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Chinese secret agenda?


Comments / {{hitsCtrl.values.hits}} Views / Tuesday, 23 September 2014 00:01


  • 27 agreements signed between Sri Lanka and China in 2014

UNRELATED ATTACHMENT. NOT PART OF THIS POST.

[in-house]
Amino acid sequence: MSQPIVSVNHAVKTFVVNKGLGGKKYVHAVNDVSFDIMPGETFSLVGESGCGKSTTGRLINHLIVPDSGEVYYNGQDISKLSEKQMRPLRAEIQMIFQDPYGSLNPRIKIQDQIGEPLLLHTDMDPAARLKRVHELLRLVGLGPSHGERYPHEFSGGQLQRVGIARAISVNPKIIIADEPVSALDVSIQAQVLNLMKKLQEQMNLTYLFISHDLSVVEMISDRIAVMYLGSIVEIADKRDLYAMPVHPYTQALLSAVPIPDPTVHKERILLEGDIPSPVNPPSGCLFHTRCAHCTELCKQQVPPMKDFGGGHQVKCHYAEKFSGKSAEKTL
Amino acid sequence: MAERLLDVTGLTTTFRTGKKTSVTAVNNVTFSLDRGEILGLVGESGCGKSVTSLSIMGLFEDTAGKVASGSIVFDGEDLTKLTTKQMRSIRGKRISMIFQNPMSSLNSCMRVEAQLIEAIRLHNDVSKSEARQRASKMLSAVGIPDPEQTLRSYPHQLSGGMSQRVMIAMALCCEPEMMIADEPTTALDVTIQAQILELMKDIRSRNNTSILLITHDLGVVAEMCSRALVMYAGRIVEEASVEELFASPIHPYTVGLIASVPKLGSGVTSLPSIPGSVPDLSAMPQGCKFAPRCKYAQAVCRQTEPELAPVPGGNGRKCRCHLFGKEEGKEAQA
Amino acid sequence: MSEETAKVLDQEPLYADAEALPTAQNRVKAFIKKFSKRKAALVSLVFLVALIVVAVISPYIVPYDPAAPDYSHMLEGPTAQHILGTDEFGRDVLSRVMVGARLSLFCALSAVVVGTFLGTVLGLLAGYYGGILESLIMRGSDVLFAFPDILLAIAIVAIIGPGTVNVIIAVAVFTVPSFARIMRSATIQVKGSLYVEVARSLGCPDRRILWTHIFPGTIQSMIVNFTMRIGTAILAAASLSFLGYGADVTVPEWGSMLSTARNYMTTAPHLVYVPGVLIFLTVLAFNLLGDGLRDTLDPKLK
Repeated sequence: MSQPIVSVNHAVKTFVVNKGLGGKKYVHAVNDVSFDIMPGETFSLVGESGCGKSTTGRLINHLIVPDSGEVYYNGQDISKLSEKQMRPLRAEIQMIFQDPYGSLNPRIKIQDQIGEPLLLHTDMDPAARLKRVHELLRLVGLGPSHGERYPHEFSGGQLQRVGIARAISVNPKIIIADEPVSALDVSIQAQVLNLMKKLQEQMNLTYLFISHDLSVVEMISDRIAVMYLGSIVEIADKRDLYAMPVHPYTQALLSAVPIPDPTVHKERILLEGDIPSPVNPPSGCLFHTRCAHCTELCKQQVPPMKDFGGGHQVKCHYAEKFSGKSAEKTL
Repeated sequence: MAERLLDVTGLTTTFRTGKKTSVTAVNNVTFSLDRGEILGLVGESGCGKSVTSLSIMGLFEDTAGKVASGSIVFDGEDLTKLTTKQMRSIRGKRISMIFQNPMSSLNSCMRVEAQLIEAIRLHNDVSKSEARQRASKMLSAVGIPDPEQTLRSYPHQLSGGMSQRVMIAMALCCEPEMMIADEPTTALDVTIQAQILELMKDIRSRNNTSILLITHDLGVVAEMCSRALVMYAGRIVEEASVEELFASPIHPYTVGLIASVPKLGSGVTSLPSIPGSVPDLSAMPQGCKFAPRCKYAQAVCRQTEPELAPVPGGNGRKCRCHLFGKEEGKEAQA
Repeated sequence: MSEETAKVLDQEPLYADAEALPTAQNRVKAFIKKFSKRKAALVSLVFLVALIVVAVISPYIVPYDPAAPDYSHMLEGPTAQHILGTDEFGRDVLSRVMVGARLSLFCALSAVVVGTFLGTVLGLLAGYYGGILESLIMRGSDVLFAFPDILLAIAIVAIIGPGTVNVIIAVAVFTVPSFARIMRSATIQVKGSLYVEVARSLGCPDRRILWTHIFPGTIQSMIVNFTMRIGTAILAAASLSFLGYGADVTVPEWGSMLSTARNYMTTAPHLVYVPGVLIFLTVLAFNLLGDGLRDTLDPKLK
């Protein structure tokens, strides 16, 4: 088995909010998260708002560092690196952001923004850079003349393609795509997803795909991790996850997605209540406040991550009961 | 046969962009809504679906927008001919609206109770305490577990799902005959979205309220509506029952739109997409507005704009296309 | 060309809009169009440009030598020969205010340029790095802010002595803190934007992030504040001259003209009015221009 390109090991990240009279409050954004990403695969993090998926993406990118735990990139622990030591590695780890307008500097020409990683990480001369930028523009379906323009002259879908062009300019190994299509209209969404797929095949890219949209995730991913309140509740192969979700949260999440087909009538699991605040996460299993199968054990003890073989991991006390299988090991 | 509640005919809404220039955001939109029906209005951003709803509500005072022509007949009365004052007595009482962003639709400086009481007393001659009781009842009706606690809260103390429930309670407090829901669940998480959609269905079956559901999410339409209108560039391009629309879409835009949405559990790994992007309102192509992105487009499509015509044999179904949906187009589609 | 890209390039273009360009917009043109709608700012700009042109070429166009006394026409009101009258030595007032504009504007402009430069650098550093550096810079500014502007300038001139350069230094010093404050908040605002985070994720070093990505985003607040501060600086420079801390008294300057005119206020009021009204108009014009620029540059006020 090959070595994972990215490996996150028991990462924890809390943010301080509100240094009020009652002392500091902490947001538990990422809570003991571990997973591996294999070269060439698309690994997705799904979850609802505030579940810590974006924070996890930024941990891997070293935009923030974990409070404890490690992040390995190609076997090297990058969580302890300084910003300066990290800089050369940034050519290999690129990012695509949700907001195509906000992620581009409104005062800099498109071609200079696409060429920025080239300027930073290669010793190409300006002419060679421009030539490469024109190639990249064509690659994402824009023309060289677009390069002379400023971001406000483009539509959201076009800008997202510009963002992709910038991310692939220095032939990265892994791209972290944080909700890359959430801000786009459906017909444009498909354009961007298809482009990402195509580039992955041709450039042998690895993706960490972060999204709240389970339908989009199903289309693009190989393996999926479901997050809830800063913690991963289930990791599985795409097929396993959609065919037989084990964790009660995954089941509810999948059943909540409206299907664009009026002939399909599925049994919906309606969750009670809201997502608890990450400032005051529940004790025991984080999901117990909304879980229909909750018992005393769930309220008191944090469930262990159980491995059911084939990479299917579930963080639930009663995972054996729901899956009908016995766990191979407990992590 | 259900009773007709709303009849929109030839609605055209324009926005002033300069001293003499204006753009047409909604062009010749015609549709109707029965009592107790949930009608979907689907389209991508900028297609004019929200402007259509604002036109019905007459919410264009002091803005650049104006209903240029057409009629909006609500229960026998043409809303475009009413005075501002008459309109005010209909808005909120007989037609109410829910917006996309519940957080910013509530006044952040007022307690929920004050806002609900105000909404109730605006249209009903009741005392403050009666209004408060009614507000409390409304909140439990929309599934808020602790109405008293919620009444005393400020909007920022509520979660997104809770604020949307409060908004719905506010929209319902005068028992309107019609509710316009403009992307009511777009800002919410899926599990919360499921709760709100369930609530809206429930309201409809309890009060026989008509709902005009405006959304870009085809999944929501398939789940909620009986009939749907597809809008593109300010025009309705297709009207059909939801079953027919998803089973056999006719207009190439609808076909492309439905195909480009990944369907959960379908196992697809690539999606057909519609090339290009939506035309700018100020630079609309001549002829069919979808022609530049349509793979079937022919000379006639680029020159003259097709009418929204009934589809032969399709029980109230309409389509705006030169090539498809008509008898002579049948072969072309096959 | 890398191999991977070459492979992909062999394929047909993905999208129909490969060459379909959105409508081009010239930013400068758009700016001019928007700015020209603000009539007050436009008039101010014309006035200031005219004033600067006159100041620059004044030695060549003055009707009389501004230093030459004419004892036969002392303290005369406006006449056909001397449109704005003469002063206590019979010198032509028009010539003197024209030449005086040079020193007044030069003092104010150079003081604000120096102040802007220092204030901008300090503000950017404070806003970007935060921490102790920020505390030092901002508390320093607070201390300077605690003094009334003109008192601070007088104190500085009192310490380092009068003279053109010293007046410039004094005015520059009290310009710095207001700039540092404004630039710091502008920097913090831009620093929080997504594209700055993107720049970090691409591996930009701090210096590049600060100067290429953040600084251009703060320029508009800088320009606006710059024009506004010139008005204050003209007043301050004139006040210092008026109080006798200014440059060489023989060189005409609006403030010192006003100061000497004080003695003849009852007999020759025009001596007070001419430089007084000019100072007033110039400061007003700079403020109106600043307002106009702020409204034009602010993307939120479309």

The recent visit by the Chinese President that chalked up $ 4 billion on projects was interesting, but a point to note is that the investment in India by the Chinese that was signed post the visit to Sri Lanka added to $ 90 billion, which showed the appetite of the Chinese economy for global trade. The words of late Foreign Minister Lakshman Kadirgamar – “even though the overall lending by China is touching $ 4.1 billion, China has never sought to influence the domestic politics of Sri Lanka” – are interesting, given that the TNA was called for a meeting post the visit to Premier Modi in India. Whilst acknowledging the overall non-interference of China on domestic policy, we must keep in mind that China is setting the stage to be a super power globally. Sri Lanka may be part of the bigger picture which to my mind was termed with the official joint statement termed ‘Plan of Action of the Democratic Socialist Republic of Sri Lanka and the People’s Republic of China to deepen the Strategic Cooperation Partnership,’ which was not the wording for any of the agreements signed between China and Maldives or for that matter China and India. China’s thinking Let me take you back to the far-reaching thinking that China has on the area of development. In the 1980s, China’s outward-oriented industrialisation began and the urban population was at 19.6% of the country’s total population. With the accelerated development drive that took place by 2010, China had recorded an urban population of 42.9%, beating India (23.1%), Pakistan (28.1%) and Indonesia (22.1%), which gives us the pace at which China was charging ahead. The rural to city drive has had many ramifications. China had to ensure there is continuity on the jobs and ensure that there will be no urban shanties like what happened in South America. Road efficiency had to be improved so that productivity levels can be maintained. This led to infrastructural improvements to be done on energy, water treatment waste disposal and protecting the environment so that the quality of life will be in synch to the developmental agenda. It was clear that China’s growth strategy was fuelled by the movement of people from the rural areas to the city – urbanisation. This gave birth to better educated rural youngsters, injecting entrepreneurship and dynamism to the urban labour market and the money earned was sent back to the villages, which bolstered rural household consumption. This two-pronged income increase seen in the urban areas and the rural helped China grow and today it is one of the most admired nations for economic growth. I believe this was not an accident but a careful orchestration by the policymakers of China, who were the same people who conceptualised the Olympic Games into the Chinese growth agenda and today we see the same brains behind the Colombo Port project, operating of the Colombo South Container Terminal, developmental of a International Maritime Centre and the Hub Port extension in Hambantota. Urbanisation key issue – 700 m people Going back in time on China, with urbanisation the country was faced with a problem. The urban population has increased from 191 million seen in the 1980s to 700 million plus in 2010, which demanded massive investment in transport, infrastructure, water management, waste management and environment so that the quality of life of a Chinese national in the urban areas could be maintained. If this had not been done, China would have headed into a crisis on the quality of life with serious ramifications not only to China but to the world. The hidden agenda In this backdrop China was awarded the right to host one of the greatest sporting events of the world – the Olympic Games. The crafty policymakers in China did not allow a tactic to dominate the strategy but instead used the Olympics to fit into the overall strategy of urbanisation. It was a hand-in-glove strategic fit. This is something that Sri Lanka needs to keep in mind when the country inked a $ 3.5 billion plus investment in Sri Lanka – it is always a part of a bigger picture. Given the strategic thought of catering to the urbanisation issue, China embarked on one of the most passionate and aggressive development agendas of the world. It is said that almost 90% of the cranes in the world was in China between 2004 and 2008. The Chinese Government pumped in a colossal 40 billion dollars into the developmental agenda of the Olympics, powering an economic drive at a blistering pace that even made the economy overheat with GDP growth above 11%. The vision set out by the Chinese policymakers made up a happy marriage – a new Beijing and great Olympics. 5-year game plan As I see it, the brilliance of the master plan was such that the Beijing Olympics infrastructure was crafted in such way that it fitted the five-year City Plan and was not done just to cater to the short-term Olympics requirements. Of the 40 billion dollars that was invested in the Beijing Olympics, almost 26 billion dollars were spent on improving transportation. This was incidentally a key issue identified in the urbanisation process that gives us an idea of China’s strategic mindset. The transportation improvements included railway hubs and new railway lines, improvements on the Beijing subway, Tiajin expressway to be upgraded so that interaction with the outside world would be easier and stimulate economic growth based on the principle of connectivity. Another 10 billion was pumped into energy and infrastructure which included improvements on housing conditions, relocation of construction sites and development of commercial sites as per the overall five-year master plan. Five new transformer stations were constructed that can generate 220 kilovolts of power. Nine garbage treatment centres were built. The latest technology was used in all construction which has been assessed by the top scientists of the world. The 10 billion investment on infrastructure included a sewage treatment facility, 12,700 sports facility areas, 67 theatres and 72 places for performances that catered to the urbanisation strategy China was driving towards, once again a master stroke from the specialists of the new age world. Another 2.3 billion dollars was invested for water resource management that included 11 water treatment plants which can increase productivity to 525,000 cubic meters per day of clean water, which was once again on the five-year city plan. Another 2.5 billion was set aside for the development of the urban environment. Currently, forestation in the city is as 51.6% so that every 500 metres a green park is accessible to a new-age Chinese national. This will facilitate cleaner air. But the classic to my mind was the 1.9 billion dollars invested on the venues which were designed in a way so that six of them were erected on the Beijing University area itself, which explains the strategic thinking at play. The bigger picture The hidden agenda of China was that with this improvement, all regions will be linked to the expressway. In addition to this developmental strategy airports express lines were set up, Olympic extensions were crafted so that the end objective was that the urbanisation agenda took centre stage on the development pathway. One key point stressed by the policymakers was that post games utilisation of all infrastructure was at its maximum. Hence the world saw how the Olympics was used as a vehicle to drive aggressive development but on the bigger game plan that has been conceptualised. It was a masterstroke by the superpower nation and we must now understand the bigger agenda of China in Sri Lanka with the overall investment to Sri Lanka, now touching 10 billion dollars in the near future. 100 years from now The Chinese, being the catalyst of the new world order of today, had scientifically evaluated all development for a time horizon of 100 years from now so that the dream of ‘New Beijing and Great Olympics’ could be sustained. There had apparently been numerous simulations done to determine what shape Beijing will take when the urban population grows to 1,000 million from the current 700 million. This explains the hidden economic agenda of the master craftsmen of China, which I think it’s time Sri Lanka takes note. Next steps – Sri Lanka I feel Sri Lanka needs to be pragmatic. Given the issues that we are faced with at the UN and the case studies of developing countries, latching on to a superpower is the best way to develop the country at the pace at which we are developing. Let’s accept it, if not for China stepping into provide grant or soft loan support, this country we would not have had the infrastructure that we currently enjoy. It is also very clear that we could not have demonstrated 7% GDP growth. Now the challenge is how we balance the five billion trade we do with US and the four billion trade with India. The FTA with China will also hold the key to the trade development that Sri Lanka will see between the two countries. Even if China consumes Sri Lanka’s total current exports of 12 billion dollars, it will be less than 1% of China’s import bill. So we have no option but to link up with China on all fronts as we can be the next Hong Kong. The big question is, how can the private sector align itself with China? [Dr. Rohantha Athukorala is a Special Advisor to the Ministry of Trade and Commerce for the last six years and Chairman of the Tea Cluster of the Ministry of Industries. He is a Board Director on more than 15 organisations in Sri Lanka and is the Country Head for Turner International (USA). He is an Alumnus of Harvard Kennedy School (Boston).]